Checking in. The Department of Education’s Office for Civil Rights (OCR) will be on campus on Oct. 2-3 as part of its effort to monitor Yale’s Title IX compliance following the “voluntary resolution agreement” in June 2012 that ended the 15-month investigation into Yale’s sexual culture. As per the terms of the agreement, the University will continue to uphold its updated grievance procedures and inform the community of available sexual misconduct resources, as well as report to the OCR until May 2014.

YCC’s CC. The Yale College Council has launched an official “campus calendar,” a website that aims to synthesize campus activities including club meetings, Master’s Teas, special events from academic departments and sporting activities. The calendar — which came with its fair share of pomp and circumstance, including several campus-wide emails and a YouTube video announcing the project — color codes activities by type and, as of press time, averaged four to 11 events per day.

Replay. For those interested in following the championship men’s hockey team that stunned the college hockey world last April after defeating Quinnipiac 4-0 and clinching the NCAA Division I title, single game tickets went on sale on Monday. They are available online at the Yale Bulldogs website. The team’s first game is on Oct. 19 against Ontario Tech.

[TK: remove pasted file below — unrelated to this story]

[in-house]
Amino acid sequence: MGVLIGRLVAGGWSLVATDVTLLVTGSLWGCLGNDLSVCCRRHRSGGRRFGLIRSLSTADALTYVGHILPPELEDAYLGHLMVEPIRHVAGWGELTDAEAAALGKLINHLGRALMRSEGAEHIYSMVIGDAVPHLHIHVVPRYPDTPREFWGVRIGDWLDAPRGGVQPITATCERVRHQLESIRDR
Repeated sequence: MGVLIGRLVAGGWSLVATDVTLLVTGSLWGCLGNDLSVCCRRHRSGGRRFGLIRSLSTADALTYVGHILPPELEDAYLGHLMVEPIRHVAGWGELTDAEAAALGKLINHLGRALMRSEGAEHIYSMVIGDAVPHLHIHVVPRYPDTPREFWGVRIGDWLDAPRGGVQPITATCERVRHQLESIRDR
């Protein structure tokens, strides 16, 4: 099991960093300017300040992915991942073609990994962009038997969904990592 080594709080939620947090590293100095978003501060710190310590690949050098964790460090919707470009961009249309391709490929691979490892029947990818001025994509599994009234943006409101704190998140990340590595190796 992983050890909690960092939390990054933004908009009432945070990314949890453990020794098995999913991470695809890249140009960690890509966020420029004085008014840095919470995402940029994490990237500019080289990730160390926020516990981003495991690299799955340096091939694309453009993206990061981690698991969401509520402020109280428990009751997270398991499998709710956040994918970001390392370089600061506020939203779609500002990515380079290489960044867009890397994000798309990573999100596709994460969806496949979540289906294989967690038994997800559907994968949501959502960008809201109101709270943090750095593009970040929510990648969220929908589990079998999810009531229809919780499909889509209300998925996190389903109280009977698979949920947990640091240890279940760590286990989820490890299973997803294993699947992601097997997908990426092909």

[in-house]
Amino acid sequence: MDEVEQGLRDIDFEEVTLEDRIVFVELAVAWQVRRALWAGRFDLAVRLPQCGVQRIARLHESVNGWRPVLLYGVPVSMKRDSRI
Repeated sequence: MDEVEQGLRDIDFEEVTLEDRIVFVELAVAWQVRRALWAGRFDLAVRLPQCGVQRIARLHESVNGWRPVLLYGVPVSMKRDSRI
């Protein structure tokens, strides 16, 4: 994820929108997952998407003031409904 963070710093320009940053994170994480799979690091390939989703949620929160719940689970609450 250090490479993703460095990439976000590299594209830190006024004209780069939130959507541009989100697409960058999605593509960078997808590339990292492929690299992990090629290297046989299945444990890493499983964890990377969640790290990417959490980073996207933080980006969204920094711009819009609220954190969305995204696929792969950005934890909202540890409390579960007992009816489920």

Great oraters. A recent article from The Atlantic asked prominent people about their opinions on the “greatest speech” ever, historical or fiction — and a number of Yalies contributed their thoughts. “Great speeches can inspire nations, armies, and teams to win against the odds … when things seem hopeless,” said Jackson Institute fellow General Stanley McChrystal, adding that his favorite speech came from Bluto in “Animal House.” On a slightly different vein, Sterling Professor Harold Bloom GRD ’56 pointed to the seventh and last of Hamlet’s soliloquies.

Thinking aloud. In his latest edition of “Notes from Woodbridge Hall,” University President Peter Salovey discussed the arts and culture at Yale, reflecting on the “amazingness” of the University and citing School of Music Dean Robert Blocker’s convocation urging students to “rediscover wonder” as an example.

THIS DAY IN YALE HISTORY 1962 A freshman survey found that a majority of freshmen consider Yale an “awesome” place, particularly for “studying, playing lacrosse or drinking.” Overall, students said they found Yale to be a “good, tough” school and with an “awesome reputation.”

Submit tips to Cross Campus